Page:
MMR vaccine reported to be effective against measles and mumps in children (level 3 [lacking direct] evidence) o based on noncomparative outcomes from Cochrane review o systematic review of 5 randomized trials, 1 nonrandomized trial, and 58 observational studies (cohort studies, case series, ecological studies) comparing MMR vaccine to no treatment or placebo in about 14,700,000 healthy children up to 18 years old o 6 MMR vaccines  M-M-R by Merck includes Jeryl Lynn strain of mumps  Priorix by Glaxo SmithKline Beecham includes mumps strain derived from Jeryl Lynn strain  Morupar by Chiron includes Urabe AM 9 strain of mumps  Trimovax by Pasteur-Merieux Serums includes Urabe AM 9 strain of mumps  Triviraten Berna vaccine includes Rubini strain of mumps  Pluserix by Smith-Kline Beecham includes Urabe strain of mumps o vaccines had  69%-81% efficacy for preventing clinical mumps  > 95% efficacy for preventing clinical measles o no included studies evaluated efficacy for preventing rubella o Reference - Cochrane Database Syst Rev 2012 Feb 15;(2):CD004407

third dose of MMR vaccine associated with reduction in mumps among adolescents residing in a community with a large mumps outbreak (level 2 [mid-level] evidence) o based on cohort study of 2,265 sixth- to twelfth-grade students residing in a religious community in northeastern United States with a large mumps outbreak during 2009-2010 o 96.2% provided documentation of receiving 2 previous doses of measles, mumps, rubella (MMR) vaccine o 80.6% of students with 2 previous doses of MMR vaccine elected to receive a third MMR vaccine dose o overall mumps attack rates for all sixth- to twelfth-graders evaluated during 3-week periods before and after vaccine intervention o overall mumps attack rate 4.93% in prevaccination period vs. 0.13% after third vaccination offered (p < 0.001) o Reference - Pediatrics 2012 Dec;130(6):e1567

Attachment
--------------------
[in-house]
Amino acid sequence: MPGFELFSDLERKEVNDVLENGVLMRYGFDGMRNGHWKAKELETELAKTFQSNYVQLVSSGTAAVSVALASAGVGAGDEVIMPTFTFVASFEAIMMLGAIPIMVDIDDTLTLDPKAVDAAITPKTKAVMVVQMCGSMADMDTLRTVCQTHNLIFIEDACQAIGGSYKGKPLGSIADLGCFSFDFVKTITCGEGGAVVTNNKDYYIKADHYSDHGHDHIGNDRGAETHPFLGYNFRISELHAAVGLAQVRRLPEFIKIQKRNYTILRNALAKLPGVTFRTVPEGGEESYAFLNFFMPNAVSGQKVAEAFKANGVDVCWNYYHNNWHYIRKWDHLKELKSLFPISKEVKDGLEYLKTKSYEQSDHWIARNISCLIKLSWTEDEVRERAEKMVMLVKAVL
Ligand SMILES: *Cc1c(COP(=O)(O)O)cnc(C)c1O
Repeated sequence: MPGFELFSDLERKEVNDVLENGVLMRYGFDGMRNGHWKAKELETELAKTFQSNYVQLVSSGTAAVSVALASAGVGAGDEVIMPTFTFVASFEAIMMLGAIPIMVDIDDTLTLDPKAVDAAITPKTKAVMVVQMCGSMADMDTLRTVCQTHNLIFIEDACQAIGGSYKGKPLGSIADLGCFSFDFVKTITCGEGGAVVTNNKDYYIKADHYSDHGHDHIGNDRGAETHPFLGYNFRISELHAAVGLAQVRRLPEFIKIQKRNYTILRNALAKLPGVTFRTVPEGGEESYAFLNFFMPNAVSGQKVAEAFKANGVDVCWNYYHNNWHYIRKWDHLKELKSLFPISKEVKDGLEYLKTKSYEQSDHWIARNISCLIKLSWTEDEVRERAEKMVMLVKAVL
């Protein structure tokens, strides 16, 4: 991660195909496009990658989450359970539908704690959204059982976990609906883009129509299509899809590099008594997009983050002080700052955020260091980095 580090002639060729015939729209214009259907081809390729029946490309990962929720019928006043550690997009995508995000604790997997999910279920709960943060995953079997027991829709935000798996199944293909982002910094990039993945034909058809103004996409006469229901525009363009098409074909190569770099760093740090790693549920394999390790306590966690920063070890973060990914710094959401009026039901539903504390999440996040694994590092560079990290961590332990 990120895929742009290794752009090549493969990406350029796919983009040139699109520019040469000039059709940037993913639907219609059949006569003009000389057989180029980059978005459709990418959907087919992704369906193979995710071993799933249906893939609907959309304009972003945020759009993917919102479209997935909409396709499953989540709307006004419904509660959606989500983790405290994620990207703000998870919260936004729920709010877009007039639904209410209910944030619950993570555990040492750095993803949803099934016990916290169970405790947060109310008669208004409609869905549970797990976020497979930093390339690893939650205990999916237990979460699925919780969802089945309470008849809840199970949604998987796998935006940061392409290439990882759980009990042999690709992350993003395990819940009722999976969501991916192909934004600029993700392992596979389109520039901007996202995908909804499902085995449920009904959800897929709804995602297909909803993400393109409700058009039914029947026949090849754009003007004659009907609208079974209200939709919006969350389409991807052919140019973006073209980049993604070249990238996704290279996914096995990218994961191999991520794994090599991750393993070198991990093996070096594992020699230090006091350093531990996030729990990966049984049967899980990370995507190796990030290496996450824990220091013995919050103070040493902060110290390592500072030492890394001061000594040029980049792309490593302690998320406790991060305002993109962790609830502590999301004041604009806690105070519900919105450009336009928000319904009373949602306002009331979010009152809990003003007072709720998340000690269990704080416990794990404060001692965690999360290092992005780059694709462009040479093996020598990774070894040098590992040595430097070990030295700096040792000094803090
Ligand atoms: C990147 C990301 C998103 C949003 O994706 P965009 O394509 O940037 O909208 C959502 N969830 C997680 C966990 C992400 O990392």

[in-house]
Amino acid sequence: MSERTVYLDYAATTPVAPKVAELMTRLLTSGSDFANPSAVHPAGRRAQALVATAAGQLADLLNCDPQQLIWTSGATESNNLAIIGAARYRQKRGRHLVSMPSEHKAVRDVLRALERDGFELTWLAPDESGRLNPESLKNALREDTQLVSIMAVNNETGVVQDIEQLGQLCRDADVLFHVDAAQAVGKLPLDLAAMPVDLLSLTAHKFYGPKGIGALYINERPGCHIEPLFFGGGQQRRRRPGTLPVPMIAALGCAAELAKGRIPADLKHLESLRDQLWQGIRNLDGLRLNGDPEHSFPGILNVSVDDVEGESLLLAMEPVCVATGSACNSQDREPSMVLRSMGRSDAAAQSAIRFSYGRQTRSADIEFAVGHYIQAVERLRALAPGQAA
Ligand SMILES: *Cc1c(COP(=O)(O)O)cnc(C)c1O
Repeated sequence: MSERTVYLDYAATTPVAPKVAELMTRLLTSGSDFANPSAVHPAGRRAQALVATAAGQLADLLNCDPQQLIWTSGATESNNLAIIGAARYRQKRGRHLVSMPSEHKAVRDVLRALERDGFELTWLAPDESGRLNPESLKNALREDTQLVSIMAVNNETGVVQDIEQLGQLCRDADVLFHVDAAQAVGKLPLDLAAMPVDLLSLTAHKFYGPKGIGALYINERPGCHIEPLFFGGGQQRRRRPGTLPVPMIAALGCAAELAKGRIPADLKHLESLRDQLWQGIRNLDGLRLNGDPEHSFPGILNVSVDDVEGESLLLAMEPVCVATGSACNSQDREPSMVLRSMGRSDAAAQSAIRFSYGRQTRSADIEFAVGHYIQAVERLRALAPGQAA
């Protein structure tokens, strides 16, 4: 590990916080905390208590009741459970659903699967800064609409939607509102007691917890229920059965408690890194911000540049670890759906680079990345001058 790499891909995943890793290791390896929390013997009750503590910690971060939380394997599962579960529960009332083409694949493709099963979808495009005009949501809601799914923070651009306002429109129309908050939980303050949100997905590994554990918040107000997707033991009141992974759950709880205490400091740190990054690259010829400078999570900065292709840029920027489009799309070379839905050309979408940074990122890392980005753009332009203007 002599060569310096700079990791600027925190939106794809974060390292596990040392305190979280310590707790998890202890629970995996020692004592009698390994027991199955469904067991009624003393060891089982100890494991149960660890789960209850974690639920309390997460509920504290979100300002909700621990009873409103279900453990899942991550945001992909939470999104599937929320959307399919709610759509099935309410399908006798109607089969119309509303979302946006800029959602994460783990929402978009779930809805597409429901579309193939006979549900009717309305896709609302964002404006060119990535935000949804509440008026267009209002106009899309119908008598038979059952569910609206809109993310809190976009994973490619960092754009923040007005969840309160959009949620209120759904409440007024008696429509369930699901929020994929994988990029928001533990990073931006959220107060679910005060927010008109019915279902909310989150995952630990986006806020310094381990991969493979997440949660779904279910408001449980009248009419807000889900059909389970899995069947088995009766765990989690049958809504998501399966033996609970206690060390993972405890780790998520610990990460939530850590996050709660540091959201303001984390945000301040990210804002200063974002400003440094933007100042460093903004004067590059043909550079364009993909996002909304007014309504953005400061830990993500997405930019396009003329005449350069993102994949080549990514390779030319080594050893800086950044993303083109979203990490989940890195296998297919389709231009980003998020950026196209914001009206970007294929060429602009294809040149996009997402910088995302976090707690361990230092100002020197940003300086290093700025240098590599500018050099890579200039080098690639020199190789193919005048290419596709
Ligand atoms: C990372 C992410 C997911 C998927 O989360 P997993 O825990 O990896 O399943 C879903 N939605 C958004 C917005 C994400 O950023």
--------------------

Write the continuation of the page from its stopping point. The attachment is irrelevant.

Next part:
adverse effects appear uncommon after mumps, measles, and rubella (MMR) vaccine (level 2 [mid-level] evidence) o based on Cochrane review of observational studies o systematic review of 5 randomized trials, 1 nonrandomized trial, and 58 observational studies (cohort studies, case series, ecological studies) comparing MMR vaccine to no treatment or placebo in 14,700,000 healthy children up to 18 years old


o

o

o

o

o

o 